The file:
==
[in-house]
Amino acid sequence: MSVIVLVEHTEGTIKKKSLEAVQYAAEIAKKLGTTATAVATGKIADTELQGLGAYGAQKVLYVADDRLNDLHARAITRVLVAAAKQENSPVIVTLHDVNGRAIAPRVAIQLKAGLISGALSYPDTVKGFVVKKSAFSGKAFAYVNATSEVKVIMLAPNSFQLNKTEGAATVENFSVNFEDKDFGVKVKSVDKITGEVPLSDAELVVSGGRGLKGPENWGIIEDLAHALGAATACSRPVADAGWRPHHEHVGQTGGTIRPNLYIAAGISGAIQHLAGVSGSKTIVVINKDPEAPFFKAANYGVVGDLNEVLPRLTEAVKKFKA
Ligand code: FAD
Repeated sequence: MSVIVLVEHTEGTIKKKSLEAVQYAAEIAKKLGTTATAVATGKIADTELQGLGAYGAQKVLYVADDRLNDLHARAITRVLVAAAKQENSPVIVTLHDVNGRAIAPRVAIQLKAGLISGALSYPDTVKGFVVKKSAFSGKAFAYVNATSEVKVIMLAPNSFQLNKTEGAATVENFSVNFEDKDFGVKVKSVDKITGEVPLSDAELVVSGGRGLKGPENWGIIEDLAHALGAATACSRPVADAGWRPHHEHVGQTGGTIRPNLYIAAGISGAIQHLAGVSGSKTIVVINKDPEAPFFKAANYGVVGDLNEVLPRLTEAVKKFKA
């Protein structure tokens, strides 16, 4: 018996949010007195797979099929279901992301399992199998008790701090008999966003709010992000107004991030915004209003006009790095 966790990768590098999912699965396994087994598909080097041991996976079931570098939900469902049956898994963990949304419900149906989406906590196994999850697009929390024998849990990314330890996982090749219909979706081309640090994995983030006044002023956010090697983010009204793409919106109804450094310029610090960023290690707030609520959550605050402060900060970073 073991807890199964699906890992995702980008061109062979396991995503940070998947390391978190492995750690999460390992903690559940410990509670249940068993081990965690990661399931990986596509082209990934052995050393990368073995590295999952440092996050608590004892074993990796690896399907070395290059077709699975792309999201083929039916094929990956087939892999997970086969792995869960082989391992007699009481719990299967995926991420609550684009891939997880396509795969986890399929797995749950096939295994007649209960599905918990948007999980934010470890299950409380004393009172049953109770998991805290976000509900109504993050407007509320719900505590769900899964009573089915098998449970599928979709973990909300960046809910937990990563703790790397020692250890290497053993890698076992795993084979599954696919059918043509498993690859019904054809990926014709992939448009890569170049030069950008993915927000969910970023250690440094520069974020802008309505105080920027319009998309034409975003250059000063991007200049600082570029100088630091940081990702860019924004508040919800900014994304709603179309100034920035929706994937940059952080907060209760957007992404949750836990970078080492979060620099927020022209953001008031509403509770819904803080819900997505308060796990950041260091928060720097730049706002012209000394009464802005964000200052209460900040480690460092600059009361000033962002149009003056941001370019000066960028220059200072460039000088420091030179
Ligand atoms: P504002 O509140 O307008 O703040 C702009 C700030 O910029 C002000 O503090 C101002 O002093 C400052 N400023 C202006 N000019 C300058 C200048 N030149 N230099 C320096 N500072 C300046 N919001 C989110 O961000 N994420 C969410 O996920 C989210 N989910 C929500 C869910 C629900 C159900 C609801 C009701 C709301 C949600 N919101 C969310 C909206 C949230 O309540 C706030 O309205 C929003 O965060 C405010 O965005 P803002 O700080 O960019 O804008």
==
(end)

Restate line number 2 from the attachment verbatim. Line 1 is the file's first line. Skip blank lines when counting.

Amino acid sequence: MSVIVLVEHTEGTIKKKSLEAVQYAAEIAKKLGTTATAVATGKIADTELQGLGAYGAQKVLYVADDRLNDLHARAITRVLVAAAKQENSPVIVTLHDVNGRAIAPRVAIQLKAGLISGALSYPDTVKGFVVKKSAFSGKAFAYVNATSEVKVIMLAPNSFQLNKTEGAATVENFSVNFEDKDFGVKVKSVDKITGEVPLSDAELVVSGGRGLKGPENWGIIEDLAHALGAATACSRPVADAGWRPHHEHVGQTGGTIRPNLYIAAGISGAIQHLAGVSGSKTIVVINKDPEAPFFKAANYGVVGDLNEVLPRLTEAVKKFKA